Our next speaker will be Jörn Piel, a Full Professor of Microbial Interactions at the Institute of Microbiology, ETH Zurich. He will talk about “Mining microbial dark matter for drug development”.
Culturable bacteria provide many bioactive natural products that serve as an important basis for drug development. By extrapolation it has been proposed that the great diversity of as-yet unculturable prokaryotes represents a massive discovery resource for novel drug candidates. However, little functional insights existed about the metabolic potential of these organisms. This talk summarizes recent findings derived from metagenomic, single-cell, and biochemical studies that reveal members of the microbiota in marine sponges and other macroorganisms as extraordinarily rich producers of structurally distinct, potent bioactives. The results open attractive avenues for drug discovery and targeted studies on the ecological role of microbiomes.
About the speaker
Jörn Piel studied chemistry at the University of Bonn, Germany. From 1995-1998 he conducted his PhD work in Bonn with Prof. W. Boland, studying biosynthesis and regulation of natural products involved in plant signaling. As an Alexander von Humboldt postdoctoral fellow (1998-1999) he worked on biosynthetic pathways of marine bacteria in the laboratory of Prof. B. S. Moore and Prof. H. G. Floss at the University of Washington, Seattle. From 1999-2004 he headed a junior research group at the Max Planck Institute of Chemical Ecology, Jena, Germany, and obtained the habilitation at the University of Jena in 2004. In the same year he was appointed a C3 (Assistant) Professor at the Kekulé Institute of Organic Chemistry and Biochemistry, University of Bonn, Germany.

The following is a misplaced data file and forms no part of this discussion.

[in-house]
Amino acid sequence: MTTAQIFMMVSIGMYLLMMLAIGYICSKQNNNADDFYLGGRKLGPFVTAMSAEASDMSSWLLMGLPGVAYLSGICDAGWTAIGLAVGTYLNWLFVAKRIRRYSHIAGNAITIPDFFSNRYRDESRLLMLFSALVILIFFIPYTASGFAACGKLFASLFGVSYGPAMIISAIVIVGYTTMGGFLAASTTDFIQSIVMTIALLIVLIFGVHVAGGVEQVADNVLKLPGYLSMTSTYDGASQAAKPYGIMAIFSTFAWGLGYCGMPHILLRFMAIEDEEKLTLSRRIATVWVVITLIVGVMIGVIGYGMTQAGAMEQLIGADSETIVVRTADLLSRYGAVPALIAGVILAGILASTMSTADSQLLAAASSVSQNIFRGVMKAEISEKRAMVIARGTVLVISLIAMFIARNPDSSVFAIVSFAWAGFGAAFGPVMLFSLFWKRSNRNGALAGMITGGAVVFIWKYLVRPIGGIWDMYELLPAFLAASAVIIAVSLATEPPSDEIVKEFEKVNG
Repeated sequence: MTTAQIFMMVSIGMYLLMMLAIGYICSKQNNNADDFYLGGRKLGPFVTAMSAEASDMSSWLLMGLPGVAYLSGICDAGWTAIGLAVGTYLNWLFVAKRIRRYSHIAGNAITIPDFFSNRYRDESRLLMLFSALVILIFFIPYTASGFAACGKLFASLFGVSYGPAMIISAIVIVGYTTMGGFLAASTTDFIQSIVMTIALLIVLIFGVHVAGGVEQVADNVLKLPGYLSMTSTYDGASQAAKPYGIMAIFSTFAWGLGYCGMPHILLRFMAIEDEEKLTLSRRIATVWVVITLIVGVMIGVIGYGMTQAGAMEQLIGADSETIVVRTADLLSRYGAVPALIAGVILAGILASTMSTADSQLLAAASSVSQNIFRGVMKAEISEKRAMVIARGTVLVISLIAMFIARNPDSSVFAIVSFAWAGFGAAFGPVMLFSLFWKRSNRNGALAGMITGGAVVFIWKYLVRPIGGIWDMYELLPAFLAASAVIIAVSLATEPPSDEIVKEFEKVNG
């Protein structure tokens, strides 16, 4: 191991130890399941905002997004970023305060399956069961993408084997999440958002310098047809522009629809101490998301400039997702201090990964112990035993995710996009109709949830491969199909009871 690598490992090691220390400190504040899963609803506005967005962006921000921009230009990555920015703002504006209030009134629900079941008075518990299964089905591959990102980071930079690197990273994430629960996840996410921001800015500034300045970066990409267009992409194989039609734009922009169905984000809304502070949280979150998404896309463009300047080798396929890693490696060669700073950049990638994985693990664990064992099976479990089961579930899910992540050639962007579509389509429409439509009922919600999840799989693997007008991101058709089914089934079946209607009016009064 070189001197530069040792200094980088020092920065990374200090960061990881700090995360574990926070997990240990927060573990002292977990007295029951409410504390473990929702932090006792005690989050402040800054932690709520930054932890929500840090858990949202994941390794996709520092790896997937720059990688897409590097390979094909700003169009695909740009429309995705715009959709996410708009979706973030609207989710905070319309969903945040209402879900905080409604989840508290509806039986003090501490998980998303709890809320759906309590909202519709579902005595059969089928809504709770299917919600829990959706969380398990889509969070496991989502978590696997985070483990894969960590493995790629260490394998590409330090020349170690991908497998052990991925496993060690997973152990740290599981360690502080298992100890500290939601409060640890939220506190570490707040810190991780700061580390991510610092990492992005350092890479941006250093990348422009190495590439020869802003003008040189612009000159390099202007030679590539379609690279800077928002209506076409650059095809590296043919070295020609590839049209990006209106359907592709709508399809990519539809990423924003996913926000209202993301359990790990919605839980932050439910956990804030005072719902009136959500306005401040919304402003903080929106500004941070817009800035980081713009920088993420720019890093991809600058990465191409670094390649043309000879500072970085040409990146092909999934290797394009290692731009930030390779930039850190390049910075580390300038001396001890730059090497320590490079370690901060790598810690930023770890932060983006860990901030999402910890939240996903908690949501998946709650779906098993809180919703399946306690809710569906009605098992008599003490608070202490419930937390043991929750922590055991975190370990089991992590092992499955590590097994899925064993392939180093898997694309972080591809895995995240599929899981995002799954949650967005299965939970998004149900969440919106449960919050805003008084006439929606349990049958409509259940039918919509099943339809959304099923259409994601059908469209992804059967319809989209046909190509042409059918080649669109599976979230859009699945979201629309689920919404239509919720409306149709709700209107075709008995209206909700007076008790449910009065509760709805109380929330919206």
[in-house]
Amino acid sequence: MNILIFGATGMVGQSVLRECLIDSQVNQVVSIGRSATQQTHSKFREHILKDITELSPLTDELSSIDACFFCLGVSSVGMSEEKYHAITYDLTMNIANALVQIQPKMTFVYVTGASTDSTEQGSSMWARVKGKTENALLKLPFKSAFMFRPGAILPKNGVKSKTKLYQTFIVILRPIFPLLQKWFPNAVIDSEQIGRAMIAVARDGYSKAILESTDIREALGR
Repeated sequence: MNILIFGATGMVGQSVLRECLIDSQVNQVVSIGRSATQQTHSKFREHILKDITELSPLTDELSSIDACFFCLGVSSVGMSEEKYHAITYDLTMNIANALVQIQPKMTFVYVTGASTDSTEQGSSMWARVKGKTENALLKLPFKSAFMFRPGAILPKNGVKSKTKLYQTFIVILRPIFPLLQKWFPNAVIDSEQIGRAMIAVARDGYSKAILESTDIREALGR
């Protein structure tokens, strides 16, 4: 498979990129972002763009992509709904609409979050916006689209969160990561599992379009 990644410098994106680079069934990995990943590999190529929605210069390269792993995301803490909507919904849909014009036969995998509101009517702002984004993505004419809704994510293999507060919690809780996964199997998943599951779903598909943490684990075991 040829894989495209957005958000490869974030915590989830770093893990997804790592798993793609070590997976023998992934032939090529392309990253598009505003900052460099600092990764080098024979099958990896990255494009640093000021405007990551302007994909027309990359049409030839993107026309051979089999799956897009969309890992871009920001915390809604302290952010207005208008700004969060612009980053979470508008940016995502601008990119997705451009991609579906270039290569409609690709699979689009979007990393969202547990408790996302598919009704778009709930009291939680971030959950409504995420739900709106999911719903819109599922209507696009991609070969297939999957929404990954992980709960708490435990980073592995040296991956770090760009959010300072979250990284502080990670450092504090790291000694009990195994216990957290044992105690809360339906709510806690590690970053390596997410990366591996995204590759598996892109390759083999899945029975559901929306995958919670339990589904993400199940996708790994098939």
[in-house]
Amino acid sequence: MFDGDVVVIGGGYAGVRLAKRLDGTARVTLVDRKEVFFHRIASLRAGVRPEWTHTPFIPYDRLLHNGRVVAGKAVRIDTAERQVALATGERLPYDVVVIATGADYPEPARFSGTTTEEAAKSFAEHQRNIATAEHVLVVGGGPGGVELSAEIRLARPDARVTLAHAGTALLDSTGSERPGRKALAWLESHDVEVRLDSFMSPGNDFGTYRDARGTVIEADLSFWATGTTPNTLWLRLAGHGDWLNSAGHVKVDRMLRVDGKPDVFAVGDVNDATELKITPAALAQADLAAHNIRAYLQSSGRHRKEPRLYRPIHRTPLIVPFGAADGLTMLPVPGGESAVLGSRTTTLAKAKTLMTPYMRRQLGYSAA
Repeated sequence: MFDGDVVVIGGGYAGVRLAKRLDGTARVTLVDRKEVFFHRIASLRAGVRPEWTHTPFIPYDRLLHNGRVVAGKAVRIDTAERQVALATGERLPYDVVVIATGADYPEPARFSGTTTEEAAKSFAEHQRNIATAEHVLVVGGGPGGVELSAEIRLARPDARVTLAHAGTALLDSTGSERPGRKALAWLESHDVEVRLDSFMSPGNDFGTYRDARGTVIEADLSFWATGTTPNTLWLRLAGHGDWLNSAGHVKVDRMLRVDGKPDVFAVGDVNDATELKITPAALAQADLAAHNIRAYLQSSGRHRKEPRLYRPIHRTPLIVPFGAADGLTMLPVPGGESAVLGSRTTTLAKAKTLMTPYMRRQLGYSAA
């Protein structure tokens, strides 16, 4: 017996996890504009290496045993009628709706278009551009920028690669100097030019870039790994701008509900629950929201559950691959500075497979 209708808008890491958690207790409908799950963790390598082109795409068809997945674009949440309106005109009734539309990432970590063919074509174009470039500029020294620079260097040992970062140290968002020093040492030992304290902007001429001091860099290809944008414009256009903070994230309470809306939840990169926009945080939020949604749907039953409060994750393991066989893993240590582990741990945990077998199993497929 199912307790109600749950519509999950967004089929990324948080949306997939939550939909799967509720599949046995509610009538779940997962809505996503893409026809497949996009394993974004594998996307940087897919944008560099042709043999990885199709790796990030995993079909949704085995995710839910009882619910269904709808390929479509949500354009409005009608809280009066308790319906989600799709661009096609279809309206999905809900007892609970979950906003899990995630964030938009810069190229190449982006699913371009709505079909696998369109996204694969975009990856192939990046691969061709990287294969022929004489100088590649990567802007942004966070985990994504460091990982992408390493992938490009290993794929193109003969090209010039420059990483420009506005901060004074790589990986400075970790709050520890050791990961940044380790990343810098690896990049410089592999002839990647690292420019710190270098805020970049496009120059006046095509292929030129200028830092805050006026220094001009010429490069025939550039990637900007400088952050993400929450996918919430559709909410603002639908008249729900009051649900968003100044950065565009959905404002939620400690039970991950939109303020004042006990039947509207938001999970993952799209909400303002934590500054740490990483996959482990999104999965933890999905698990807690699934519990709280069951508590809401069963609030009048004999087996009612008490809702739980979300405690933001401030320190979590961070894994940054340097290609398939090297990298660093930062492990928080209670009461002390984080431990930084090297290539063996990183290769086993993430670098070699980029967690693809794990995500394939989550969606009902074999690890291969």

Prof. Piel’s research focuses on natural products. These substances, found only in small amounts in nature, can play a big role in medicine development. Using biological and chemical methods, his group investigates how these often complex substances are procuded. This knowledge is then applied in Synthetic Biology to produce compounds that are difficult to obtain from nature. Visit his lab’s webpage for more information.